Ambulance workers’ phones have been cut off because contractor VM Langfords has not paid its phone bills, according to the GMB union.
The phones were the means by which details of patients were sent to drivers for the troubled non-emergency ambulance contract known as the patient transport service.
There are fears that more patients with appointments for kidney dialysis, cancer treatment or other serious conditions will miss them or be delayed, with the knock-on effect on other patients and services.
The GMB said today (Thursday 23 June): “The responsibility for this desperate situation lies ultimately with the ill-considered decision made by Sussex CCGs (clinical commissioning groups).
“GMB, the union for ambulance workers, has called on all Sussex CCGs to take direct control of the patient transport service (PTS) for Sussex following reports from GMB members that ambulance workers’ phones have been shut off due to unpaid bills.
“Details of where and when patients should be picked up were previously communicated with ambulance staff via a smart phone app installed on the company phones.
“Due to provider VM Langfords not paying the mobile phone bill, the app facility is no longer available meaning that once again patients in Sussex are being denied full access to a vital part of the national health.”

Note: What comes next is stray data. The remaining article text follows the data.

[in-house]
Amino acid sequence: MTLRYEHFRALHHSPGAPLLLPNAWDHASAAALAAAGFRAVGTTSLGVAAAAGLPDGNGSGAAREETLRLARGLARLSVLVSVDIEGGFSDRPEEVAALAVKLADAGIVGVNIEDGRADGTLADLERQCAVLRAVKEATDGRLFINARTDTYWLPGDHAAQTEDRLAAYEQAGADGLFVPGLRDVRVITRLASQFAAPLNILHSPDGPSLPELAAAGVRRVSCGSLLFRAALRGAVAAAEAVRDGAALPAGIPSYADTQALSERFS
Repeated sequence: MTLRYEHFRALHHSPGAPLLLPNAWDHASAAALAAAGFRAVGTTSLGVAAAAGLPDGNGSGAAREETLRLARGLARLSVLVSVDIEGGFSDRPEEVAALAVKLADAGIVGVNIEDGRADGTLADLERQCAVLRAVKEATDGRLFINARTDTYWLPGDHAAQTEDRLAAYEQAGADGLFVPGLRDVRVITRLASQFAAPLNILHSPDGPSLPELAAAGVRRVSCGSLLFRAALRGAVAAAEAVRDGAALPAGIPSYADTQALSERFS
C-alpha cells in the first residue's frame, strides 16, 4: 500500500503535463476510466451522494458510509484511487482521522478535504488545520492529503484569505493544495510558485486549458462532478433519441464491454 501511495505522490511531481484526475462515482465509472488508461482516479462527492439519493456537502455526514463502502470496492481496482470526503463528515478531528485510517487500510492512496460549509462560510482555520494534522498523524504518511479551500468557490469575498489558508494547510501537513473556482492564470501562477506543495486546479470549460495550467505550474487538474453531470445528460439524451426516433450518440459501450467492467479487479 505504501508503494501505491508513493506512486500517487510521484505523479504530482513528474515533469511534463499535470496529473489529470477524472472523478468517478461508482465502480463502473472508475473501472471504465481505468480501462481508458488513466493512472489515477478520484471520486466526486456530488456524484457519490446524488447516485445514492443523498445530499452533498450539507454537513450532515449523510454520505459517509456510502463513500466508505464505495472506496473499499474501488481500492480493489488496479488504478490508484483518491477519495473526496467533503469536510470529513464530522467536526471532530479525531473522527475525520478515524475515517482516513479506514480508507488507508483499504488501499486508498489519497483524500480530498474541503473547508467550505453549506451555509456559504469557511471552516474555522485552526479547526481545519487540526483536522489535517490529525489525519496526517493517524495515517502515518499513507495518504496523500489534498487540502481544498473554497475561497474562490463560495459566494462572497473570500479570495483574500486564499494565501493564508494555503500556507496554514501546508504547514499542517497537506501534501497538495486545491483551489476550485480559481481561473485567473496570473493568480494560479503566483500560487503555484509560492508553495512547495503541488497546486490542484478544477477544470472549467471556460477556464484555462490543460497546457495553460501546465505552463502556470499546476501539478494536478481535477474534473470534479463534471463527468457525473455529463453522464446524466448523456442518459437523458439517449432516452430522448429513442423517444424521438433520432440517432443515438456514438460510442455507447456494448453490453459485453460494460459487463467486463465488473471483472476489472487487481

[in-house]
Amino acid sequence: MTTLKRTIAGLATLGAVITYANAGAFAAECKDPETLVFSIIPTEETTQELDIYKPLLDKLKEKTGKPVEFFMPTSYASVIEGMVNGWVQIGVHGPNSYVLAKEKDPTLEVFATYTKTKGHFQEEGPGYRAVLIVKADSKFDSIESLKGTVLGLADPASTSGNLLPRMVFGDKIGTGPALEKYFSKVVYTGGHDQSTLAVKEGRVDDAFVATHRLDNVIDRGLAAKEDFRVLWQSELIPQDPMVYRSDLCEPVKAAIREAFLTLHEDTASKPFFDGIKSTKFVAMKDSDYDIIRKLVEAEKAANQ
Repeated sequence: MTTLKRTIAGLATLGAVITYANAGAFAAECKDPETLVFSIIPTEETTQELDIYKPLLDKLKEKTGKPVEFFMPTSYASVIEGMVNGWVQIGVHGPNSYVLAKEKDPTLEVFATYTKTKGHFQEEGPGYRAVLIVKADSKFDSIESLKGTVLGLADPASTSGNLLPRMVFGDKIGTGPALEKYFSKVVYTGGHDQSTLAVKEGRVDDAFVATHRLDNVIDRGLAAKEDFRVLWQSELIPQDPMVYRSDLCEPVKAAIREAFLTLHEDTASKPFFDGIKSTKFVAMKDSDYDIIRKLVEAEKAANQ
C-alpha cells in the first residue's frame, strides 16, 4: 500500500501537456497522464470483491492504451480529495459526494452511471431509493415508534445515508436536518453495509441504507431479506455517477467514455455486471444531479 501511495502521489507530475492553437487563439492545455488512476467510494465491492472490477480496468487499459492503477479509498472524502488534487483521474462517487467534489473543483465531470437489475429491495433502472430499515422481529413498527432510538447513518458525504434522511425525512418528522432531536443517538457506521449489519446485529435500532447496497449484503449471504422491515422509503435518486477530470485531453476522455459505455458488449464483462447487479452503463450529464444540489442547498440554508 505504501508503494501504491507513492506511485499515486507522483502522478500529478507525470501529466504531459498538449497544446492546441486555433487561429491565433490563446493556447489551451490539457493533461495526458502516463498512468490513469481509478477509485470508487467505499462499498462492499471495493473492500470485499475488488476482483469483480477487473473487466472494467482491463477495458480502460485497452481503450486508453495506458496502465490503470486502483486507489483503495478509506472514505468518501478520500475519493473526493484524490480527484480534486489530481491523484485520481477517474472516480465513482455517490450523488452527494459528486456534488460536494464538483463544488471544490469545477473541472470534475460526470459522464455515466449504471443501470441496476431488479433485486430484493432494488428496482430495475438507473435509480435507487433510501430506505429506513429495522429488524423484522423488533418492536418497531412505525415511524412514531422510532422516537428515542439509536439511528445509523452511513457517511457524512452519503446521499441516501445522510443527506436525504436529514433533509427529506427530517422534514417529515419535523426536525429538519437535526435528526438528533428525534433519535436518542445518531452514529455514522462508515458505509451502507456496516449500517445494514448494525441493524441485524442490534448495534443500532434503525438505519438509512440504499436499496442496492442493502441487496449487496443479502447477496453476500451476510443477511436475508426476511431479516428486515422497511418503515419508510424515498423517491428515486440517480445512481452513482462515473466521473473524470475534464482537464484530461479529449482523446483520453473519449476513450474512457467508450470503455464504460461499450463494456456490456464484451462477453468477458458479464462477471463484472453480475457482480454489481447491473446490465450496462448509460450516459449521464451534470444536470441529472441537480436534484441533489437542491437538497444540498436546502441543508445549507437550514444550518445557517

GMB senior organiser Charles Harrity said: “The crisis engulfing Sussex PTS is a direct result of the Sussex CCGs accepting and awarding the provider contract to Coperforma.
“For allowing a private company to effectively subcontract services to other companies, the CCG must take full responsibility for the crisis and for having placed the patients who rely on their service at risk.
“It is clear that Coperforma’s model of subcontracting frontline services does not work but the responsibility for this desperate situation lies ultimately with the ill-considered decision made by Sussex CCGs.
“It is now time for them to live up to their responsibility to ensure that the people and patients of Sussex have a comprehensive health service which they can rely on when it is most needed.
“They cannot simply wash their hands of this mess. GMB calls on the CCGs to bring some control to this situation and the first must be to bring the patient transport back into direct NHS control and ensure that the people of Sussex have the service they deserve and need.”
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